14 juillet 2003
the Bastille...it's July 14!
Aux armes, citoyens!
The taking of the Bastille prison on July 14, 1789 was the spark that
ignited the French Revolution, leading to the birth of democracy in
France. This holiday is celebrated all across France and its
territories...and by Francophiles around the world. Much to their
dismay, some tourists coming
to Paris to see the Bastille are disappointed to find no prison, rather
just a traffic
circle with a monument in the middle. The place was burned to the ground
as part of
the revolutionary activities.
Traditional Parisian Bastille Day events
include an impressive military parade down the Champs Elysées, with
fireworks, street dances, and of course good eating. From Marseille to
la Manche, all across France, the holiday is celebrated in much the same
way, including the annual nationwide traffic jam as everyone takes off
La Marseillaise, one of the world’s most rousing tunes, is
inextricably linked to France’s Bastille Day heritage. At sporting events,
military parades, at all ceremonial events (and in great movies --
Casablanca?), one can’t help jumping to one’s feet to
join in when those opening notes ring out. Do you know the words to the
song? Do you know how they translate? We thought you might want a little
background and to see what's really being sung.
This gorily glorious French national anthem was written in April 1792 by Claude-Joseph Rouget
de Lisle. The French army at
Strasbourg had just gotten the news that war had been
declared against the Prussians, so a song was needed to stir the troops;
the original title was “Battle Song for the Army of the
Rhine.” Rouget de Lisle stepped in.
The Bastille is only a
but Bastille Day celebrations live on!
du Ministère des Affaires étrangères - Service photographique
"March of the Marseillais"
| Stories vary on how the battle
song evolved to la Marseillaise and the French Revolution, but
according to one, a student from Marseille brought the song back home with him,
where it was sung at a banquet with much gusto.
A few weeks later it came back to
with the volunteer revolutionaries from Marseilles bellowing its refrain as they stormed the
Tuileries. It was declared the French national anthem on July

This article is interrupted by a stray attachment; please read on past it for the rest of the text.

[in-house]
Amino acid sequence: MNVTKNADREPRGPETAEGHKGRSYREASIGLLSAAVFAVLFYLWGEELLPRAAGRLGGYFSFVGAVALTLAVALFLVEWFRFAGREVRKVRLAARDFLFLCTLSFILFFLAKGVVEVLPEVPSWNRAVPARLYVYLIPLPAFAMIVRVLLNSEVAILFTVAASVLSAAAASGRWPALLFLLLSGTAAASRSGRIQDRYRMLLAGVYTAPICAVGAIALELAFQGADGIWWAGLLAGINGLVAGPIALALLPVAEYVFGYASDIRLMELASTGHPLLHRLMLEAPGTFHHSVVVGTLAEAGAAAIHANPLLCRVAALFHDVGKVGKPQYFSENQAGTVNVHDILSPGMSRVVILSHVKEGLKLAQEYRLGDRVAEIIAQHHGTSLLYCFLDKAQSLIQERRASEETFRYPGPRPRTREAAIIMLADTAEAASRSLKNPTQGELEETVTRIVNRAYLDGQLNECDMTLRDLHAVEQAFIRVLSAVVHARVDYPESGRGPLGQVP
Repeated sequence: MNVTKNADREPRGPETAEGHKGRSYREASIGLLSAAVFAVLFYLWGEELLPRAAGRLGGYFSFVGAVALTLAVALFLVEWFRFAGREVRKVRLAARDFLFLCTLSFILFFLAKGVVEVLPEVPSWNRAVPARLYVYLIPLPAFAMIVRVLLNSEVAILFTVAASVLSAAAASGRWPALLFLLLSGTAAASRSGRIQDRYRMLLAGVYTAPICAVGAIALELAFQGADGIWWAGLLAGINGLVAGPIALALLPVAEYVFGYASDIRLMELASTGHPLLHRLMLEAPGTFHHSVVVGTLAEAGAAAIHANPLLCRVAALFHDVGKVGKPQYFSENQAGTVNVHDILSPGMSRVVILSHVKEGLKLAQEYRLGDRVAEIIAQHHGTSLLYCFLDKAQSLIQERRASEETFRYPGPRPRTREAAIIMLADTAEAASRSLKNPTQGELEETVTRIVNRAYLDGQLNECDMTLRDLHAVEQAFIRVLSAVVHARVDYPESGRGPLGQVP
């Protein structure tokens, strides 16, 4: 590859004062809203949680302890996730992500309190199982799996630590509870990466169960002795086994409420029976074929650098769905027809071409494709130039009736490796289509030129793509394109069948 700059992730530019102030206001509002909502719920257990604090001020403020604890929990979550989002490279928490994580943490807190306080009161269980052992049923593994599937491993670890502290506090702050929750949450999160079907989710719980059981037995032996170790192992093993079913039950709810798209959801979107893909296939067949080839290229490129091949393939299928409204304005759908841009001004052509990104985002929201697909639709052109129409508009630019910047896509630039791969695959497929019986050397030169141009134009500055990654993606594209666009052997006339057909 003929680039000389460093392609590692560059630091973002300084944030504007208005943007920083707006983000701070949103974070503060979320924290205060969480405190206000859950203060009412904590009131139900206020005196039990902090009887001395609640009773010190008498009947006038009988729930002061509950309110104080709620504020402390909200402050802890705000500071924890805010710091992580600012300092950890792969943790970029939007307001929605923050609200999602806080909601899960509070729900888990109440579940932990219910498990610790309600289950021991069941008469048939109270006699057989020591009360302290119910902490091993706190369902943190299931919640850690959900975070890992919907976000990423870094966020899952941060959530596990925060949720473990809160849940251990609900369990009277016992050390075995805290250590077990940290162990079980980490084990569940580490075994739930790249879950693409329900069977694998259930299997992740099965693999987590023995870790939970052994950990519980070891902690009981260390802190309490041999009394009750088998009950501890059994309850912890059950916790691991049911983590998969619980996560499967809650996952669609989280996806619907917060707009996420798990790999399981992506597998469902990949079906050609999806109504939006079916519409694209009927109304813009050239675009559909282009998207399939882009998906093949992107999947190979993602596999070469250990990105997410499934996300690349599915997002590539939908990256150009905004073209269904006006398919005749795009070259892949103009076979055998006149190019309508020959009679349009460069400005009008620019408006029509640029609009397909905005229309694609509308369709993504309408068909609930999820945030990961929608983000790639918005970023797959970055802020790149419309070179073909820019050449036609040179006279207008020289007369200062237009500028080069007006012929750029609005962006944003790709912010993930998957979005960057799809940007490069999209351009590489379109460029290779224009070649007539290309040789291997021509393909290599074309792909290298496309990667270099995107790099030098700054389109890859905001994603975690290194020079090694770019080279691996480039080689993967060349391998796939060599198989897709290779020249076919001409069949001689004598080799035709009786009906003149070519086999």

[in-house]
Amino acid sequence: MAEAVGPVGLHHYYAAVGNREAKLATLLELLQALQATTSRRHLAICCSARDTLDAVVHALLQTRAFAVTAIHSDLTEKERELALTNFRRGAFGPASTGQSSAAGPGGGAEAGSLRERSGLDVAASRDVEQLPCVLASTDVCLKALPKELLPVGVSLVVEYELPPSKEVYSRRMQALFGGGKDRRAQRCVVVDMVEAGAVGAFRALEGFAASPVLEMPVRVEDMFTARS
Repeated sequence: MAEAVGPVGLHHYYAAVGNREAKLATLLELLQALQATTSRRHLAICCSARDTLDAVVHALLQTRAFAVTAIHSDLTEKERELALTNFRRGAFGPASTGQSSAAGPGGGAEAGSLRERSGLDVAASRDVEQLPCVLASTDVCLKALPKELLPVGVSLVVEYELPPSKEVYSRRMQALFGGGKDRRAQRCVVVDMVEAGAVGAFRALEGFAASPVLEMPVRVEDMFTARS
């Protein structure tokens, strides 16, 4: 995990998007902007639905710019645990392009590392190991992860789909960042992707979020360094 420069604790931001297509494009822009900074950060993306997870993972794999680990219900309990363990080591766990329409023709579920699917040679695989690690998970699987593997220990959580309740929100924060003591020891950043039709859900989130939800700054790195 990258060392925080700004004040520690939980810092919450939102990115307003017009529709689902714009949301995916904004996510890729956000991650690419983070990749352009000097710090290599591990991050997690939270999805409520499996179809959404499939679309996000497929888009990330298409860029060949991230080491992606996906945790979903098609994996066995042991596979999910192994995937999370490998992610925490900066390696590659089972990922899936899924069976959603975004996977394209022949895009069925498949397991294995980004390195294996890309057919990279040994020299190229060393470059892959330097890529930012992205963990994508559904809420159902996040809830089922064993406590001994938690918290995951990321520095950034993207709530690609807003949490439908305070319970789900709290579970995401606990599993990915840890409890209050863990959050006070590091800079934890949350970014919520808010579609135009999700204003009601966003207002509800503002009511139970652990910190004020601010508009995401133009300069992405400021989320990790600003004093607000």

As with many populist songs, several versions floated around over the
decades. In 1830, during another of the French revolutions, Hector Berlioz
wrote an opera of that name, including a stirring arrangement of the anthem
as a tribute to Rouget de Lisle, who had been disgraced as a royalist.
Finally in 1887, a group of musicians and
politicians got together and were able to agree on today’s
If you’d like to see the entire seven verses
and hear a rousing version of this inspiring tune, visit the French
diplomatic website. A translation of the first few verses are shown
below in two versions, one liberal, the other direct.
Allons enfants de la Patrie,
Le jour de gloire est arrivé !
Contre nous de la tyrannie,
L'étendard sanglant est levé,
L'étendard sanglant est levé.
Entendez-vous dans les campagnes
Mugir ces féroces soldats ?
Ils viennent jusque dans vos bras
Egorger vos fils et vos compagnes !
Aux armes, citoyens,
Formez vos bataillons,
Marchons, marchons !
Qu'un sang impur
Abreuve nos sillons !
Ye sons of freedom wake to glory
Hark! Hark! What myriads bid you rise!
Your children, wives and grandsons hoary
Behold their tears and hear their cries.
Behold their tears and hear their cries.
Shall hateful tyrants mischief breeding
With hireling hosts a ruffian band
Of fright and desolate the land
When peace and liberty are bleeding.
To arms, to arms, ye brave!
Th’avenging sword unsheath!
March on, march on
All hearts resolved
On liberty or death.
translation to English
Forward, children of the Fatherland!
The day of glory has arrived
Tyranny’s bloody standard has been raised against us.
Tyranny’s bloody standard has been raised against us
Do you hear those ferocious soldiers bellowing in the
They’re coming right intoy our embrace
To slaughter your sons and daughters.
Form up your battalions
Come on, let’s march!
To water our furrows
With tainted blood.
Yes, Americans are different
Oui, les américains sont aussi particuliers...
Remember last month’s discussion about Sixty Million Frenchmen Can't Be Wrong: Why We Love France but not the French?
Well, we've discovered a few items recently released in France
that attempt to tackle the subject from a French perspective. This past
spring, Pascal Baudry, a Frenchman from Berkeley CA, published Français & Américains:
L'Autre Rive. In this
book, Baudry, who has lived in the
since 1985, interprets Americans, their culture and how they respond to
and differ from the French, reportedly from a French perspective. This
was written for a French audience in French, the online reviews are
enthusiastic, so we’re
waiting for our copy to arrive to get a closer look.
different note but equally anticipated for our library is the June 2003
re-issued version of “112 Gripes About the French” which has been
translated and retitled Nos
Amis les Francais. The original booklet was put out by the U.S.
Department of the Army in 1945 as a Q&A explanation of quirky French
ways for American GIs. This French version’s publicity material calls
it a “véritable et véridique
joyau” -- a true and authentic gem. The content, according to a
recent piece in the International Herald Tribune, attempts to answer
such questions as “Why are the French so mercenary? Why do they eat
frogs? Why do they drink so much?” etc. Hmmm…can’t wait to read
the rest of the questions, never mind the answers.
The gap between
the French and Americans will always be a subject of much discussion,
and now we can examine its depth and breadth from both sides of the
that divides. Encore, vivent les
Happy Bastille Day!
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